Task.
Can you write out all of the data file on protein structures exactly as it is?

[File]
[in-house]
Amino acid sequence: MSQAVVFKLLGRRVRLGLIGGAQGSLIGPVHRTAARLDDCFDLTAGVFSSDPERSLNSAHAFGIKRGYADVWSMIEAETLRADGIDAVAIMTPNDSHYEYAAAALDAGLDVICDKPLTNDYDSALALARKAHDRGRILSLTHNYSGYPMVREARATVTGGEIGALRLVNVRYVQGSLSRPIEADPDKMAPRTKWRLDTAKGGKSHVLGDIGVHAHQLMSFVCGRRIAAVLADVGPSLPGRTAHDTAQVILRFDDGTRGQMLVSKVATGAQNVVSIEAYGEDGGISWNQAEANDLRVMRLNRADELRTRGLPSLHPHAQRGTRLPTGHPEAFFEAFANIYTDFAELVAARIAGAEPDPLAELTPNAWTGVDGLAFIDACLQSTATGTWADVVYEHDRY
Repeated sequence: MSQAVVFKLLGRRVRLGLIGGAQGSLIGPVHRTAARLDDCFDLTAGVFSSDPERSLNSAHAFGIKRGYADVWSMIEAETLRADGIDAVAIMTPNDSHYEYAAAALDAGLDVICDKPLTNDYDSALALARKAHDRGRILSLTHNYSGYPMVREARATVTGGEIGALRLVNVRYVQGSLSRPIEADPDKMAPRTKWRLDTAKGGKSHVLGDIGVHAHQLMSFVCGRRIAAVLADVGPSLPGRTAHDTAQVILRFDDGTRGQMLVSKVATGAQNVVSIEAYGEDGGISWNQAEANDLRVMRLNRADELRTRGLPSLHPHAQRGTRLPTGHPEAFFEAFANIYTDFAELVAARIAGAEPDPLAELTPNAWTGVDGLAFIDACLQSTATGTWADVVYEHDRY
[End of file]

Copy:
[in-house]
Amino acid sequence: MSQAVVFKLLGRRVRLGLIGGAQGSLIGPVHRTAARLDDCFDLTAGVFSSDPERSLNSAHAFGIKRGYADVWSMIEAETLRADGIDAVAIMTPNDSHYEYAAAALDAGLDVICDKPLTNDYDSALALARKAHDRGRILSLTHNYSGYPMVREARATVTGGEIGALRLVNVRYVQGSLSRPIEADPDKMAPRTKWRLDTAKGGKSHVLGDIGVHAHQLMSFVCGRRIAAVLADVGPSLPGRTAHDTAQVILRFDDGTRGQMLVSKVATGAQNVVSIEAYGEDGGISWNQAEANDLRVMRLNRADELRTRGLPSLHPHAQRGTRLPTGHPEAFFEAFANIYTDFAELVAARIAGAEPDPLAELTPNAWTGVDGLAFIDACLQSTATGTWADVVYEHDRY
Repeated sequence: MSQAVVFKLLGRRVRLGLIGGAQGSLIGPVHRTAARLDDCFDLTAGVFSSDPERSLNSAHAFGIKRGYADVWSMIEAETLRADGIDAVAIMTPNDSHYEYAAAALDAGLDVICDKPLTNDYDSALALARKAHDRGRILSLTHNYSGYPMVREARATVTGGEIGALRLVNVRYVQGSLSRPIEADPDKMAPRTKWRLDTAKGGKSHVLGDIGVHAHQLMSFVCGRRIAAVLADVGPSLPGRTAHDTAQVILRFDDGTRGQMLVSKVATGAQNVVSIEAYGEDGGISWNQAEANDLRVMRLNRADELRTRGLPSLHPHAQRGTRLPTGHPEAFFEAFANIYTDFAELVAARIAGAEPDPLAELTPNAWTGVDGLAFIDACLQSTATGTWADVVYEHDRY